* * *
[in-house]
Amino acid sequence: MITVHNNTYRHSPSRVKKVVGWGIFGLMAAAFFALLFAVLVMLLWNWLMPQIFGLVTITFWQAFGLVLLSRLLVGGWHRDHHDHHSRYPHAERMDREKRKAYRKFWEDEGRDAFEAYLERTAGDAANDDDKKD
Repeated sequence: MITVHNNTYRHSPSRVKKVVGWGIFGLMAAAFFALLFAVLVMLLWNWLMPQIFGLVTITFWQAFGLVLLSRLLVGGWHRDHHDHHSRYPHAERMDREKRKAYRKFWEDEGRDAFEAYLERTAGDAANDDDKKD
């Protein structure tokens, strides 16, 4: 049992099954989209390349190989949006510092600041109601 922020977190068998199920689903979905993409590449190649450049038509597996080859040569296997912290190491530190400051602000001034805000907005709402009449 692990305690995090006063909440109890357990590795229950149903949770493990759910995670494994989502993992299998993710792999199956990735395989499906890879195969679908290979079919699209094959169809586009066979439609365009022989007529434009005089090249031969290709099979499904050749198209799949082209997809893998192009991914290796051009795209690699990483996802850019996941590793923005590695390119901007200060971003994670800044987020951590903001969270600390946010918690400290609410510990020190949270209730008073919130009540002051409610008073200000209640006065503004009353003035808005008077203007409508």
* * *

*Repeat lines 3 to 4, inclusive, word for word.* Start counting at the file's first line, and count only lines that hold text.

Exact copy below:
Repeated sequence: MITVHNNTYRHSPSRVKKVVGWGIFGLMAAAFFALLFAVLVMLLWNWLMPQIFGLVTITFWQAFGLVLLSRLLVGGWHRDHHDHHSRYPHAERMDREKRKAYRKFWEDEGRDAFEAYLERTAGDAANDDDKKD
């Protein structure tokens, strides 16, 4: 049992099954989209390349190989949006510092600041109601 922020977190068998199920689903979905993409590449190649450049038509597996080859040569296997912290190491530190400051602000001034805000907005709402009449 692990305690995090006063909440109890357990590795229950149903949770493990759910995670494994989502993992299998993710792999199956990735395989499906890879195969679908290979079919699209094959169809586009066979439609365009022989007529434009005089090249031969290709099979499904050749198209799949082209997809893998192009991914290796051009795209690699990483996802850019996941590793923005590695390119901007200060971003994670800044987020951590903001969270600390946010918690400290609410510990020190949270209730008073919130009540002051409610008073200000209640006065503004009353003035808005008077203007409508």